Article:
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Unemployment Gap in the Currency Board Regime

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  • Novak Kondić

    ()
    (Economics Faculty in Banja Luka)

  • Borivoje D. Krušković

    ()
    (Economics Faculty in Banja Luka)

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    Abstract

    A currency board combines three elements: a fixed exchange rate between a country’s currency and an “anchor currency,” automatic convertibility, and a long-term commitment to the system, often made explicit in the central bank law. The main reason for countries to consider a currency board is to demonstrate that they are pursuing an anti-inflationary policy. The mechanism works through changes in the money supply, which lead to interest rate changes, which, in turn, encourage funds to move between the domestic and the anchor currency. This is essentially the same mechanism that operates under a fixed exchange rate, but the exchange rate guarantee implied in the currency board rules ensures that the necessary interest rate changes and the attendant costs for the economy will be comparatively lower.

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    File URL: http://www.cb-cg.org/repec/cbk/journl/vol2no3-4.pdf
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    Bibliographic Info

    Article provided by Central bank of Montenegro in its journal Journal of Central banking Theory and Practice.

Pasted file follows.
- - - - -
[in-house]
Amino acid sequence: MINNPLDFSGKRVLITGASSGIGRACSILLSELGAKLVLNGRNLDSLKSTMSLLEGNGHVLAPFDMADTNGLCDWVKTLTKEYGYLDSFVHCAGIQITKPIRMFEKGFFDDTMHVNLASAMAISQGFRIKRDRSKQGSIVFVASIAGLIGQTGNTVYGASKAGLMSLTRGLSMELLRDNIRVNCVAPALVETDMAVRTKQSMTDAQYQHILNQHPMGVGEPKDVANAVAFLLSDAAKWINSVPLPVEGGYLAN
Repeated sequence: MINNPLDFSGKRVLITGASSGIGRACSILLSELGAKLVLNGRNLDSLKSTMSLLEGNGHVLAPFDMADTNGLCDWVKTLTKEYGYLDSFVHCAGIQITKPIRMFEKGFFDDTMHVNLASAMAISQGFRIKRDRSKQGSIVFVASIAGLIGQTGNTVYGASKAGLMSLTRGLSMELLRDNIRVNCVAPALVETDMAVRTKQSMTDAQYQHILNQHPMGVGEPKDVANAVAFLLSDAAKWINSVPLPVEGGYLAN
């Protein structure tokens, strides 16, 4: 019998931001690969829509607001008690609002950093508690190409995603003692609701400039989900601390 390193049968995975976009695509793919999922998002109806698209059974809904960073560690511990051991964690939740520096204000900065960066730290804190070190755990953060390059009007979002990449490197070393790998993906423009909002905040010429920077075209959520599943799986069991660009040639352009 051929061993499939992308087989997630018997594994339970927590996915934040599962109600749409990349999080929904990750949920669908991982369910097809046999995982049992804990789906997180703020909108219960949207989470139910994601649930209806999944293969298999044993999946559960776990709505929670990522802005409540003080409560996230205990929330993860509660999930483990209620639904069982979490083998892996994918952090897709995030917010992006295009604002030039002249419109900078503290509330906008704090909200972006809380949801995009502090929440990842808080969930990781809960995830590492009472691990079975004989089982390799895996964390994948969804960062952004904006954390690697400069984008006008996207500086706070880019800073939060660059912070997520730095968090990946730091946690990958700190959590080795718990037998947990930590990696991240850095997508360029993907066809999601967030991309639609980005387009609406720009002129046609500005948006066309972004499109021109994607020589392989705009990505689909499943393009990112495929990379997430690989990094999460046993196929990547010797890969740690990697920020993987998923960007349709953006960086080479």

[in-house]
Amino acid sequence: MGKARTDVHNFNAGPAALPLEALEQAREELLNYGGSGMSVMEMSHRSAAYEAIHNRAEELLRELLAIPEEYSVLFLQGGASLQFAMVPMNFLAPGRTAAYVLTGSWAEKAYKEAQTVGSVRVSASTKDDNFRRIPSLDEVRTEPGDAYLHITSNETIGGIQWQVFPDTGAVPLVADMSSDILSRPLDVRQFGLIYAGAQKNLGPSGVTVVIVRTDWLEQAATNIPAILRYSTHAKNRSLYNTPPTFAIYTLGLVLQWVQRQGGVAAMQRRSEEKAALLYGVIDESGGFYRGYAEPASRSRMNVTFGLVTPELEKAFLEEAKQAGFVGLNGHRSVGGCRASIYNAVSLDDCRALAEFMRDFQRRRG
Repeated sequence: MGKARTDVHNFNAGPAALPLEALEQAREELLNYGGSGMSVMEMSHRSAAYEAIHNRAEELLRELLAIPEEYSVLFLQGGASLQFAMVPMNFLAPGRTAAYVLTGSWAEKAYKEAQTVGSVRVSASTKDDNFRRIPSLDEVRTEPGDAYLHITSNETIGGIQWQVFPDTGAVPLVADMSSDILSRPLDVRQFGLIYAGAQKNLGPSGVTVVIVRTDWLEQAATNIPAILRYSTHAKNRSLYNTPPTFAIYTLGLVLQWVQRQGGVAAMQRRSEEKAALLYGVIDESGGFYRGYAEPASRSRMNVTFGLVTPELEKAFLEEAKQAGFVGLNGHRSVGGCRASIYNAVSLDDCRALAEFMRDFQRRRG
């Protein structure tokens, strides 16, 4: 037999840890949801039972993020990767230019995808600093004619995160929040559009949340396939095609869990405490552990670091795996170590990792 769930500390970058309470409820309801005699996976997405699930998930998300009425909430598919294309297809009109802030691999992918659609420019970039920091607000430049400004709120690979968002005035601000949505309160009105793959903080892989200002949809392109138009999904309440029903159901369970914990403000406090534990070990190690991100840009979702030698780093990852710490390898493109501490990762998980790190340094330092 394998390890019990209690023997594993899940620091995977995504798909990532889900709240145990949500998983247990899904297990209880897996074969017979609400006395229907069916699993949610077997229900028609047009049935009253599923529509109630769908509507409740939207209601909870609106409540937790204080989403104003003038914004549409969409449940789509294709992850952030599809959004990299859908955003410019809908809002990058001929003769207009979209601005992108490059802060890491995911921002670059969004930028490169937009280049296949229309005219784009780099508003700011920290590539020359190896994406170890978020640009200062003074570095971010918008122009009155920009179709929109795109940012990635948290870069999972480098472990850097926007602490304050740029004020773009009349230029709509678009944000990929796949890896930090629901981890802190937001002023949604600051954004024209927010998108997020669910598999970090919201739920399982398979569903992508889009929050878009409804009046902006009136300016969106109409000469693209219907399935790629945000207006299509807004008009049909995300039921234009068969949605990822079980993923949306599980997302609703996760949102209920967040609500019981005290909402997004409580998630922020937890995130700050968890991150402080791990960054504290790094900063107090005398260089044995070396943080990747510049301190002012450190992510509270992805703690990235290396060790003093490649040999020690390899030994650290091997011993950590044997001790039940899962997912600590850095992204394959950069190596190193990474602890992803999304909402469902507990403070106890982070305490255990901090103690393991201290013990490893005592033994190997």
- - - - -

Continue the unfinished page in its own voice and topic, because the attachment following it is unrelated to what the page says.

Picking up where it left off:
Volume (Year): 2 (2013)
    Issue (Month): 3 ()
    Pages: 71-84

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    Handle: RePEc:cbk:journl:v:2:y:2013:i:3:p:71-84

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    Related research

    Keywords: currency board; exchange rate; devaluation; inflation;

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    1. Atish R. Ghosh & Anne-Marie Gulde & Holger C. Wolf, 2000. "Currency boards: More than a quick fix?," Economic Policy, CEPR;CES;MSH, vol. 15(31), pages 269-335, October.
    2. Tsang, Shu-ki & Ma, Yue, 2002. "Currency substitution and speculative attacks on a currency board system," Journal of International Money and Finance, Elsevier, vol. 21(1), pages 53-78, February.
    3. Drazen, Allan & Masson, Paul R, 1994. "Credibility of Policies versus Credibility of Policymakers," The Quarterly Journal of Economics, MIT Press, vol. 109(3), pages 735-54, August.
    4. Margarita Katsimi, 2004. "Exchange Rate Strategies towards EMU for Accession Countries with Currency Boards," EUI-RSCAS Working Papers 18, European University Institute (EUI), Robert Schuman Centre of Advanced Studies (RSCAS).
    5. International Monetary Fund, 2002. "Lithuania," IMF Working Papers 02/127, International Monetary Fund.
    6. Schwartz, Anna J., 1993. "Currency boards: their past, present, and possible future role," Carnegie-Rochester Conference Series on Public Policy, Elsevier, vol. 39(1), pages 147-187, December.
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